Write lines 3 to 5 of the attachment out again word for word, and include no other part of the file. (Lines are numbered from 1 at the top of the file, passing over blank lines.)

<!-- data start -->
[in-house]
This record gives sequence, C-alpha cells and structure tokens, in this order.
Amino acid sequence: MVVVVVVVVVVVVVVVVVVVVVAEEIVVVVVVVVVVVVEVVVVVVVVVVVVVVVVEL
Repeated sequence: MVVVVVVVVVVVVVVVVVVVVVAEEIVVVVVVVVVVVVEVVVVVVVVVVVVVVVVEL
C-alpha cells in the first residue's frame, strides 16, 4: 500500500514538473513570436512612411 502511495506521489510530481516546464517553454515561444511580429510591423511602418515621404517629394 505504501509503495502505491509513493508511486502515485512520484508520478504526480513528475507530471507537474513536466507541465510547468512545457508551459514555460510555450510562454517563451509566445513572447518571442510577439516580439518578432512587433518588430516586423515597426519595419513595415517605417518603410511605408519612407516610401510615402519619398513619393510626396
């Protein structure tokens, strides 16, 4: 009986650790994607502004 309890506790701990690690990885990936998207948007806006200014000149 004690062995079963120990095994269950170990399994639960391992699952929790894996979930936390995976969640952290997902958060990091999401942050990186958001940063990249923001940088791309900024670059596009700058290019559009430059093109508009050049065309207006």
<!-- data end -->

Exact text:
Amino acid sequence: MVVVVVVVVVVVVVVVVVVVVVAEEIVVVVVVVVVVVVEVVVVVVVVVVVVVVVVEL
Repeated sequence: MVVVVVVVVVVVVVVVVVVVVVAEEIVVVVVVVVVVVVEVVVVVVVVVVVVVVVVEL
C-alpha cells in the first residue's frame, strides 16, 4: 500500500514538473513570436512612411 502511495506521489510530481516546464517553454515561444511580429510591423511602418515621404517629394 505504501509503495502505491509513493508511486502515485512520484508520478504526480513528475507530471507537474513536466507541465510547468512545457508551459514555460510555450510562454517563451509566445513572447518571442510577439516580439518578432512587433518588430516586423515597426519595419513595415517605417518603410511605408519612407516610401510615402519619398513619393510626396